Never a bum note with The Ukulele Orchestra of Great Britain (From East London and West Essex Guardian Series)
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The Ukulele Orchestra of Great Britain discuss the importance of the ukulele ahead of their gig at Walthamstow Garden Party
Who are The Ukulele Orchestra of Great Britain?
George Hinchliffe, Kitty Lux, Will Grove-White, Peter Brooke Turner, Dave Suich, Richie Williams, Hester Goodman and Jonty Bankes.
Why of all instruments did you choose the ukulele?
At the time we began, in 1985, there seemed to be no conventional way of playing the ukulele and so it seemed possible for us to play any sort of music in any sort of style. The absence of a tradition made anything possible, a bit like skiffle, a bit like punk. We were concerned that at the time there was a great deal of pomposity and ego mania in music, both pop and classical, and we thought that the ukulele, which some people mistakenly thought of as a toy, would have an atmosphere about it which in a way made fun out of the pomposity and over serious nature of a lot of music and musical performers. We liked the fact that the ukulele was thought not to be a ’real’ instrument, although we knew that it was capable of any sort of music; it is fully chromatic, it can play melodic lines, riffs, polyphony, chords, and it can be used as an accompaniment to singing.
How do you choose the covers that you play?
We try things out and see if they work. The ukulele acts as what the Daily Telegraph said is a ’bullshit detector’. If a song is weak then the ukulele reveals this. With a big production, a bad song can be made to seem good, but the stripped down ukulele treatment lets you know if the song is good music or not. Sometimes we play songs we’ve written, cover versions are great. We play Beethoven and Mozart, just like the Philharmonic Orchestra.
Are there any songs that you tried to play but then decided it's just not working?
Almost any music can be made to work with ukuleles. Some music needs thought and musical imagination in order to find a way of playing it. Many techniques can be used of course; ones which broaden the scope of the ukulele include tremolo, arpeggio, campanile, homophonic strumming, percussion on the strings and the body, and so on.
How did people react at first, when they've heard of the ukulele orchestra?
Our audiences often have preconceived ideas of what they are going to find at one of our concerts. They often think that it will be old swinging music, and though we like to set the toes of our audiences tapping, and we usually include a few hot jazz pieces, we also include rock, even grunge and classical music and some music which probably defies classification. We find that we have great word of mouth (so far!), and that people who have been to our concerts often come again but bring their friends. They like to see the change in their attitude of their friends; apparently it is common for people to think it might be ok, but then to have an
epiphany, a sort of 'ah hat moment, when they start to think that all their prejudices are inappropriate and that they simply will have to sit back and enjoy the show. We had a very famous theatrical producer who came to see us. He was brought by his wife and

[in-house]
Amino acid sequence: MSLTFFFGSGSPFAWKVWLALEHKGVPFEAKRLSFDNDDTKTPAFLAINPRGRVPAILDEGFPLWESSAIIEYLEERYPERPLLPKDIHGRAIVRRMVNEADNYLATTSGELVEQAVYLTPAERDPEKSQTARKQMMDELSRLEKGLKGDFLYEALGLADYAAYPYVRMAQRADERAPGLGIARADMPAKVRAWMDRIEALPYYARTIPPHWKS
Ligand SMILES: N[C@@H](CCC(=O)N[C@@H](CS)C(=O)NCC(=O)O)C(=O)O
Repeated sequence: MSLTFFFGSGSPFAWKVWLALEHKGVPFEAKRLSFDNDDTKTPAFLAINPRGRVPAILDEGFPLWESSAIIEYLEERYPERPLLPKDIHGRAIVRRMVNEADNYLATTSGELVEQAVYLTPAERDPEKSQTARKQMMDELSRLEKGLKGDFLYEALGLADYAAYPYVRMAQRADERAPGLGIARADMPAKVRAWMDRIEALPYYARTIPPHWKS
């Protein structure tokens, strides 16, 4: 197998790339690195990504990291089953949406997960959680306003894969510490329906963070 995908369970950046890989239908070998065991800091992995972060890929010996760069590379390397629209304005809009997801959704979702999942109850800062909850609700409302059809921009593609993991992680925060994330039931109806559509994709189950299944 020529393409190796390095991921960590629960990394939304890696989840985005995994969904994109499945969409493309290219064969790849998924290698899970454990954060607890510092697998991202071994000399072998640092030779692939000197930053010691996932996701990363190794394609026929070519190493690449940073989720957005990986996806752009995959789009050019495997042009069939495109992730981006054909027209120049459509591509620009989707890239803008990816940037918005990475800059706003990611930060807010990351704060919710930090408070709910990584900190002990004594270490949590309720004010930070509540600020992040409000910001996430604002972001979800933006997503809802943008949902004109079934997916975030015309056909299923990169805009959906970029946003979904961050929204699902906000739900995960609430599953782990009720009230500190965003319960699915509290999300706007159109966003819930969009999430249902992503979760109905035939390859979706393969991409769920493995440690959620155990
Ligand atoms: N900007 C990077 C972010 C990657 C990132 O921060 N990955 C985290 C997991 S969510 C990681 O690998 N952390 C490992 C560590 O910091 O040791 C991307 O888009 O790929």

admitted to us afterwards that he had not been too keen to see us. But he said after seeing our show that he thought is was fantastic and vastly entertaining. His summary was that although we only use ukuleles in the show, and sing, in fact it was nothing much to do with ukuleles and everything to do with talent and skilled entertainment and rapport with the audience. I don't think it's too egotistical to pass that on, after all, while we like ukuleles, we like music more, and we like to have fun, and if we have fun then the audience can have fun with us, and they usually do.
Do other musicians take you seriously when they see your "toy guitars"?
We have had a lot of very complementary comments from other musicians. We try to make sure that there is something in our show for a wide range of audience members, both in the style of music, but also in the way of performing. We try to have something which can operate in different ways and on different levels. We usually find that the same speeches and the same musical arrangements, for example our 'mash ups' of different types of music simultaneously can be appreciated in different ways by different people, some might like the humour, which others, perhaps the more musically knowledgeable will find layers in it and references to other sorts of music.
Is it possible to be serious with these kinds of instruments?
It is possible to be very serious about music with any instrument. The ukulele is just another instrument. Anything can be played on the ukulele, just as it can on the church organ, the string quartet, the mobile phone. Of course we play with the fact that people sometimes make the mistake of thinking the ukulele is a toy or a joke, but in fact we simply try to present our music in an entertaining way but the music we play is good, solid, a stomping rocking swooning ecstatic and heartbreaking ride. After all, music is not work, it is play. It should be fun. Even serious music is play with emotions and references. In English we say we 'play music' we don't 'work music'.
Ukulele Orchestra of Great Britain play the Barbican Stage at Walthamstow Garden Party, Lloyd Park Walthamstow, Saturday, July 26.